The PMBOK® Guide, Seventh Edition contains eight performance domains including the Stakeholder Performance Domain. In this article, we will explore this domain, why it's critical to projects, how to engage stakeholders, and some common stakeholder risks.
What is the Stakeholder Performance Domain?
This domain "addresses activities and functions associated with stakeholders" (A Guide to the Project Management Body of Knowledge, PMBOK® Guide, Page 8).
What kinds of activities? Identifying, analyzing, prioritizing, engaging, and monitoring stakeholders.
Stakeholder. An individual, group, or organization that may affect, be affected by, or perceive itself to be affected by a decision, activity, or outcome of a project, program, or portfolio. A Guide to the Project Management Body of Knowledge, (PMBOK® Guide), Page 8
When engaging stakeholders, project managers may use Push and Pull communication methods. All of the following are Push communication methods except:
B. Status reports
C. Internet searches
D. Voice mail
C. Internet searches is an example of Pull communication.
How to Engage Stakeholders
1. Identify Stakeholders
When should you start? Early in your projects. I usually ask the project sponsor, product owner, and key executives to help me identify stakeholders. Additionally, I create the initial stakeholder register. And because stakeholders come and go, be sure to identify stakeholders throughout your projects.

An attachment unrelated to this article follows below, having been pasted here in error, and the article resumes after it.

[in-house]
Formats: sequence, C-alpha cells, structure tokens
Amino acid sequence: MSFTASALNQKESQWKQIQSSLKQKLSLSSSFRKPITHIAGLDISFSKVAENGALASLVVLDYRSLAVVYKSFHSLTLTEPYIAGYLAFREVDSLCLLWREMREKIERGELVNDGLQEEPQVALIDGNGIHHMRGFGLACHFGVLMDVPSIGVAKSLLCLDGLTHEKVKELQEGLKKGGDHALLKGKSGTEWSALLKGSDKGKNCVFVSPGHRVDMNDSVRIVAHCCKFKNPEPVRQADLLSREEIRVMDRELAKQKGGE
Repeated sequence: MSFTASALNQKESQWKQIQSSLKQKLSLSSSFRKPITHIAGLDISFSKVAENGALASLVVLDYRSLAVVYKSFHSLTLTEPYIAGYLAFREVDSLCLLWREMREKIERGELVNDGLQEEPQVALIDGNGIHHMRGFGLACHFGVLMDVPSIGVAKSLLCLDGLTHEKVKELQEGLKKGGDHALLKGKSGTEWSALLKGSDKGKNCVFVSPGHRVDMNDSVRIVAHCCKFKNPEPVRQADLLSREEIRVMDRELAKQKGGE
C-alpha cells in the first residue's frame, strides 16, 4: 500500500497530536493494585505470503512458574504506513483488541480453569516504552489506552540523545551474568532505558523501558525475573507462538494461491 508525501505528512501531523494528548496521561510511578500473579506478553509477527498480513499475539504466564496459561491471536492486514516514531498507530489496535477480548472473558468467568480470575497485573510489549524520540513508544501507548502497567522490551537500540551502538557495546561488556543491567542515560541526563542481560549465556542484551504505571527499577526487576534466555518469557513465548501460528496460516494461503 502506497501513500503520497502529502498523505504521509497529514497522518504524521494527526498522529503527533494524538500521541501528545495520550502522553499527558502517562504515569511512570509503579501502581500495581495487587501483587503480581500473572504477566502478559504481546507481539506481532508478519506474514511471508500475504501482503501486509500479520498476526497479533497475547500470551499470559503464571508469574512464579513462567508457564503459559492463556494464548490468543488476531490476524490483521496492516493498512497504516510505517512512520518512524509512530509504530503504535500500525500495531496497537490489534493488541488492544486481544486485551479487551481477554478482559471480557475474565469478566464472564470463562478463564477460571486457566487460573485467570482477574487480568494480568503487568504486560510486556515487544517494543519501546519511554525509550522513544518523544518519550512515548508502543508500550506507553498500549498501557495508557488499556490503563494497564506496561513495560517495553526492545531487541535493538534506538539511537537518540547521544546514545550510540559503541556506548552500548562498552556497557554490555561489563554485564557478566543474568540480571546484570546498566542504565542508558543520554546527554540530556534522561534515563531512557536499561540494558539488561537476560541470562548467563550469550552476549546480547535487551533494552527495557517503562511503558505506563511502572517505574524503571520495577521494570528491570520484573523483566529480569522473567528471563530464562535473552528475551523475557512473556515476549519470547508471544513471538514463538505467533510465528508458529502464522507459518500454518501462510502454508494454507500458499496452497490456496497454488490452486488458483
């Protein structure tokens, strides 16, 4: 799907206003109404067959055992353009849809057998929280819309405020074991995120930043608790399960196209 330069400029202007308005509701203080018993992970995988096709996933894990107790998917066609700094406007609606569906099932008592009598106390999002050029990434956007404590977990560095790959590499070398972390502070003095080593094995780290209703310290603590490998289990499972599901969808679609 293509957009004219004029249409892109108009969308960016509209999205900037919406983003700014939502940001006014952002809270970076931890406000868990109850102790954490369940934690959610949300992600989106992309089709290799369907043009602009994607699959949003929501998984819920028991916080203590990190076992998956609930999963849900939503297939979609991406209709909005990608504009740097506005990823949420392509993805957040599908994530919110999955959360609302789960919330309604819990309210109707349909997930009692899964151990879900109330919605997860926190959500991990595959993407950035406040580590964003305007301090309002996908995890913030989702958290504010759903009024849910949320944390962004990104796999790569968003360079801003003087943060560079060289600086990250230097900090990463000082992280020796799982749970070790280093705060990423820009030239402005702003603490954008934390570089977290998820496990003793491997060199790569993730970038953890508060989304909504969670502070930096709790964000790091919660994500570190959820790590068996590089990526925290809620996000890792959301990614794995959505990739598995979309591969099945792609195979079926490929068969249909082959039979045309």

2. Analyze Stakeholders
Not all stakeholders are the same. Therefore, we need methods for distinguishing one from another. For instance, I rate stakeholders for:
- Power (High/Low)
- Interest (High/Low)
- Current engagement levels (unaware, resistant, neutral, supportive, or leading)
- Desired engagement level (unaware, resistant, neutral, supportive, or leading)
Moreover in my stakeholder interviews, I ask about their concerns and interest in the project.
3. Prioritize Stakeholders
Once we have analyzed the stakeholders, we can select the stakeholders with the most power and interest. Why do we do this? Because we should not treat all stakeholders the same. That is to say, invest more time with high power / high interest stakeholders than others.
4. Engage Stakeholders
Now, we know which people to engage. What are the aims of the engagement? The aims include but are not limited to:
- Better communication
- Managing conflicts
- Solving problems
- Eliciting input and feedback
- Understanding and managing expectations
- Minimizing surprises
- Obtaining support
- Minimizing adverse impacts of resistant stakeholders
5. Monitor Stakeholders
Your stakeholders will change over time. Some will become less engaged; others more engaged. In addition, new stakeholders will arise. Feelings will change. Periodically, update your stakeholder register. When? Here are some examples:
- Before requirements are elicited
- When milestones are reached
- When sprints are completed
- Before product reviews
- Before stage gates
Common Stakeholder Risks
Numerous stakeholder risks may arise during a project. Here are some examples:
- Key executives are not involved in the development of the project charter and have no input into the objectives. When these stakeholders discover the project, they may use their power to influence the project.
- Stakeholders are not engaged in the requirements process which may lead to more costly requirement changes later in the project.
- Some stakeholders are resistant to the project and may undermine the efforts of the project team.
- There is a lack of clarity between the organization and the vendor delivering the product and services (e.g., contract), leading to misunderstandings. Moreover, significant change control events may occur later.
- Failure to enlist stakeholders to identify project opportunities which may result in lower productivity.